The journalist, Claire Hoffman, began talking. She looked about my age, and as she spoke about seeing Amy living in filth, depressed, and missing her husband, Blake Fielder-Civil, I began to cry, because, like it or not, I identify with Amy. I don't want to identify with her, but I do. I am obsessed with reading about her lately.
I understand what it's like just to want to stay in the house and do drugs (or escape in some way -- booze, whatever) when the man you love is away, whether he deserves that devotion or not. Amy has made her existence Blake.
Amy wrote Back to Black during one of her breakups with Blake. Listen to it. I'm listening to it now. The lyrics are true and honest.
In the Rolling Stone story, Hoffman says that Amy's "trust is remarkable." Amy is kind to her fans, even talking about her wardrobe with two fans over an intercom. Amy's friend tells her she thinks she may have been in love before, and Amy says, "No, no, if you had, you'd be dead because you weren't together." Oversimplifying and juvenile, okay, but still, to me, there's something tangible to relate to. I relate to all of it.
Lately all I feel are restrictions: self-imposed, mostly. Like tonight: I'm drinking wine alone in my apartment, because I don't want to go to a bar by myself; I know I shouldn't go to a bar myself, because I've done that before, and all it led to was bad decisions, spent money, and self-loathing. I want to eat something else tonight, but I know that if I do I'll gain weight, and one of the only things that makes me feel good about myself lately is how thin I am: the thinnest I've been in years. I want to smoke -- I've smoked four cigarettes in the past two weeks, and I am disappointed in myself for that, but I'm more sad that I don't really care that much -- but I don't want to leave my apartment, and I don't want to make my bed smell like smoke. I want to call N -- he's on vacation in California -- but I shouldn't because I don't want to bother him, I don't want to be That Girl, and my therapist says he's supposed to chase me. I have people I could go out with, friends that I could call (someone from my past just called me to come hang out downtown; I pushed "mute" on the ringer), but if I did I'd have to spend money (which I don't have much of right now) and make pleasant conversation and feign concern about others and their feelings through my boozy haze, and I am less and less willing to do that as the years wear on.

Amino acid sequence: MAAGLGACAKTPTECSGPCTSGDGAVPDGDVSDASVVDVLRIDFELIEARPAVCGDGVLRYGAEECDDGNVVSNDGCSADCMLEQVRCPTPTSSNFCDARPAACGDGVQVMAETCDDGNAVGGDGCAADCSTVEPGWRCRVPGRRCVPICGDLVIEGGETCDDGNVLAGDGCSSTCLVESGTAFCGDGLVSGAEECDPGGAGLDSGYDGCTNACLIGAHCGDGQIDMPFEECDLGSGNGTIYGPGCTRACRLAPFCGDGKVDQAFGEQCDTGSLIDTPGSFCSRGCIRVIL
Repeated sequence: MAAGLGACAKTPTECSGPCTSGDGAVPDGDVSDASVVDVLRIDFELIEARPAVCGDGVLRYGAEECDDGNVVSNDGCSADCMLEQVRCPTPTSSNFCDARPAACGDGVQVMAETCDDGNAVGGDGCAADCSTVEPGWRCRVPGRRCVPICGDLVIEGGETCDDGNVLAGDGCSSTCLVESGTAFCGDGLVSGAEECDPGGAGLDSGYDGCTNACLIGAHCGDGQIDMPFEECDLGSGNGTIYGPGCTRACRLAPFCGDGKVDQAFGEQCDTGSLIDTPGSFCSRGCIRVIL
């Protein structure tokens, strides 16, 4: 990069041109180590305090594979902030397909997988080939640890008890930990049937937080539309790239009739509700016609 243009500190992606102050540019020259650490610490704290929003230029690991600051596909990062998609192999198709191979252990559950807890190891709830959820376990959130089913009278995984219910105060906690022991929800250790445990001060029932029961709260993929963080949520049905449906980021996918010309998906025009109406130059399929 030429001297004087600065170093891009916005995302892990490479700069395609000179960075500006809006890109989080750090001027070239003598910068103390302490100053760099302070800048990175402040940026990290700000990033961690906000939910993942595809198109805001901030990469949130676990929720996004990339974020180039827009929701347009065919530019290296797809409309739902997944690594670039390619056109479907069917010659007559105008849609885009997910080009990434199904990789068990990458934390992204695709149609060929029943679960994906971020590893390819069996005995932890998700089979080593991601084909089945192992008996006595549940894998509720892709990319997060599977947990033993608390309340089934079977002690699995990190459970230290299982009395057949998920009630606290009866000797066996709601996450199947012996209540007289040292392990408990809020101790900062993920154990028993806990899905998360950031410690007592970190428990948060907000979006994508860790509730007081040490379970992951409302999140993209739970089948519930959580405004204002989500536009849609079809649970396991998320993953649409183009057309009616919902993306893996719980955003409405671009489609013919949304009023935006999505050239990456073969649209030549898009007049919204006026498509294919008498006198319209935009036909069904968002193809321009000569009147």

In the article, you can tell Amy doesn't care much about working anymore, though you can see she's still passionate about singing and has new musical ideas. Music was her base. But that was then, and this is now, during and after Blake, which I'm speculating is the only thing she's felt passionate about in a long time.
I feel that way.
I feel that way about my work, which was always my first priority. I sometimes do read things that I love and get excited about the prospect of writing something that I love or others will love, but I have no follow-through. My feelings of failure about the disintegration of the romantic life that I tried so hard to create have eclipsed a lot of things. I try to get excited about movies or TV shows -- those normal things that normal people look forward to and talk about around the water cooler. I told myself that when I got home I was going to watch a DVD, but I didn't. I never do. I talk a great big game, about how I want to stay true to myself and be positive and make things work for me and not sell myself out. I think my friends and my therapist believe me.
I've gotten everything I've ever wanted. Every. Single. Thing. The job, the city, the apartment, the friends, the (sometime) boy. I feel...done. Everything else feels like filler. Other accomplishments as addendums to what I already wanted long ago seem unrealistic, and just I don't have the energy anymore to get water from a stone, the way I did in my ambitious days. The hours crawl by. I count hours and minutes until I can go home for the day.
That's why I prefer to sit here, drinking $7.99 malbec and watching as the empty identical wine bottles, in a span of a couple of days, take their place in line next to one another on my kitchen countertop.
People want Amy to get better -- kick the habit, get back to the music, dump Blake, not to die. But, aside from standard concern for your fellow human beings, I wonder why they want that for someone they don't know. So she'll make us another record that we can dance to at retarded, overpriced dance clubs and sing karaoke to upstairs at Japanese sushi bars? Maybe just let her be. Maybe she just wants to be left alone.
Sometimes the demons don't leave.